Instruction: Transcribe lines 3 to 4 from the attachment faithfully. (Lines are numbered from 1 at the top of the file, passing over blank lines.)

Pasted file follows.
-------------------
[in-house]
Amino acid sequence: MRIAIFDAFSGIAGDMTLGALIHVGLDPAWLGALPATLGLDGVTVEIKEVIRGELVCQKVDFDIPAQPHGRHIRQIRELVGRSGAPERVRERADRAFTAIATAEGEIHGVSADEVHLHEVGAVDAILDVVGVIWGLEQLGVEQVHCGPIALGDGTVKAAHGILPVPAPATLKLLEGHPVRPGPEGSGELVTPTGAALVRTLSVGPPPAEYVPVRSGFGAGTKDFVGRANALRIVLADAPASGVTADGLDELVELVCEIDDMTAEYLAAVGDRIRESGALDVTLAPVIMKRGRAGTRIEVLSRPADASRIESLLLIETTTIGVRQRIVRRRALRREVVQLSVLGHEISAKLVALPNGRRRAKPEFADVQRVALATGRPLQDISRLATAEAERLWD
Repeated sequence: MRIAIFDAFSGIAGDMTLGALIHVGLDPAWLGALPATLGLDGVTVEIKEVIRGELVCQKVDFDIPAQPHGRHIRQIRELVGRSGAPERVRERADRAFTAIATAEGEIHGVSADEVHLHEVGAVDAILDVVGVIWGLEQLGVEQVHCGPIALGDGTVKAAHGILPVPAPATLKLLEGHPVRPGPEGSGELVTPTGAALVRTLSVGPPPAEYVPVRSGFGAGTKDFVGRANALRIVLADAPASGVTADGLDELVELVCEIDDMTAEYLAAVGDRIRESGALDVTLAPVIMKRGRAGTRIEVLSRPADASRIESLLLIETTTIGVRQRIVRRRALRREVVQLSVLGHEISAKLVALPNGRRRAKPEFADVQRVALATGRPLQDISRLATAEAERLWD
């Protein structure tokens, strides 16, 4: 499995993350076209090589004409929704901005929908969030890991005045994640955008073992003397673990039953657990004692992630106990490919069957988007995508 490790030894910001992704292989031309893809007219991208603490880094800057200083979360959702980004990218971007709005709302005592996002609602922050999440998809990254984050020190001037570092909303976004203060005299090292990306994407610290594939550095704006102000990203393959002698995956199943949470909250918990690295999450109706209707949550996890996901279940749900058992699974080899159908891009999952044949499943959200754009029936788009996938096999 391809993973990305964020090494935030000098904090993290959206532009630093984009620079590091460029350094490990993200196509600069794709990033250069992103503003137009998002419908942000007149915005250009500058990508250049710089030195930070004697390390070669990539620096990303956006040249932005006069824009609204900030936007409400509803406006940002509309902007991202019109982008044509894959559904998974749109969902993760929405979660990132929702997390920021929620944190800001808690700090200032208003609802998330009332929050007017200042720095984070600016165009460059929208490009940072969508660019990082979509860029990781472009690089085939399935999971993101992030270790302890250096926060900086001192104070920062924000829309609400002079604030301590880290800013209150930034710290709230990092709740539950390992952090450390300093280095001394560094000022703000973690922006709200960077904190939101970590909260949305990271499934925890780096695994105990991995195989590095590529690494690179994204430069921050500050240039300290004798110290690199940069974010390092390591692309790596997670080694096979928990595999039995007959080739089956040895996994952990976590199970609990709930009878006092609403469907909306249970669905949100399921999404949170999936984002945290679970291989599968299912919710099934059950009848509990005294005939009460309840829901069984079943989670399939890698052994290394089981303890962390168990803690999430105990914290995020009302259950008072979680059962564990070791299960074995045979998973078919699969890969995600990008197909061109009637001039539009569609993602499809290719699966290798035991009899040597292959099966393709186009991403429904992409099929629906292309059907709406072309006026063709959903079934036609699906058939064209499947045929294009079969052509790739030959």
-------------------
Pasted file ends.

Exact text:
Repeated sequence: MRIAIFDAFSGIAGDMTLGALIHVGLDPAWLGALPATLGLDGVTVEIKEVIRGELVCQKVDFDIPAQPHGRHIRQIRELVGRSGAPERVRERADRAFTAIATAEGEIHGVSADEVHLHEVGAVDAILDVVGVIWGLEQLGVEQVHCGPIALGDGTVKAAHGILPVPAPATLKLLEGHPVRPGPEGSGELVTPTGAALVRTLSVGPPPAEYVPVRSGFGAGTKDFVGRANALRIVLADAPASGVTADGLDELVELVCEIDDMTAEYLAAVGDRIRESGALDVTLAPVIMKRGRAGTRIEVLSRPADASRIESLLLIETTTIGVRQRIVRRRALRREVVQLSVLGHEISAKLVALPNGRRRAKPEFADVQRVALATGRPLQDISRLATAEAERLWD
């Protein structure tokens, strides 16, 4: 499995993350076209090589004409929704901005929908969030890991005045994640955008073992003397673990039953657990004692992630106990490919069957988007995508 490790030894910001992704292989031309893809007219991208603490880094800057200083979360959702980004990218971007709005709302005592996002609602922050999440998809990254984050020190001037570092909303976004203060005299090292990306994407610290594939550095704006102000990203393959002698995956199943949470909250918990690295999450109706209707949550996890996901279940749900058992699974080899159908891009999952044949499943959200754009029936788009996938096999 391809993973990305964020090494935030000098904090993290959206532009630093984009620079590091460029350094490990993200196509600069794709990033250069992103503003137009998002419908942000007149915005250009500058990508250049710089030195930070004697390390070669990539620096990303956006040249932005006069824009609204900030936007409400509803406006940002509309902007991202019109982008044509894959559904998974749109969902993760929405979660990132929702997390920021929620944190800001808690700090200032208003609802998330009332929050007017200042720095984070600016165009460059929208490009940072969508660019990082979509860029990781472009690089085939399935999971993101992030270790302890250096926060900086001192104070920062924000829309609400002079604030301590880290800013209150930034710290709230990092709740539950390992952090450390300093280095001394560094000022703000973690922006709200960077904190939101970590909260949305990271499934925890780096695994105990991995195989590095590529690494690179994204430069921050500050240039300290004798110290690199940069974010390092390591692309790596997670080694096979928990595999039995007959080739089956040895996994952990976590199970609990709930009878006092609403469907909306249970669905949100399921999404949170999936984002945290679970291989599968299912919710099934059950009848509990005294005939009460309840829901069984079943989670399939890698052994290394089981303890962390168990803690999430105990914290995020009302259950008072979680059962564990070791299960074995045979998973078919699969890969995600990008197909061109009637001039539009569609993602499809290719699966290798035991009899040597292959099966393709186009991403429904992409099929629906292309059907709406072309006026063709959903079934036609699906058939064209499947045929294009079969052509790739030959």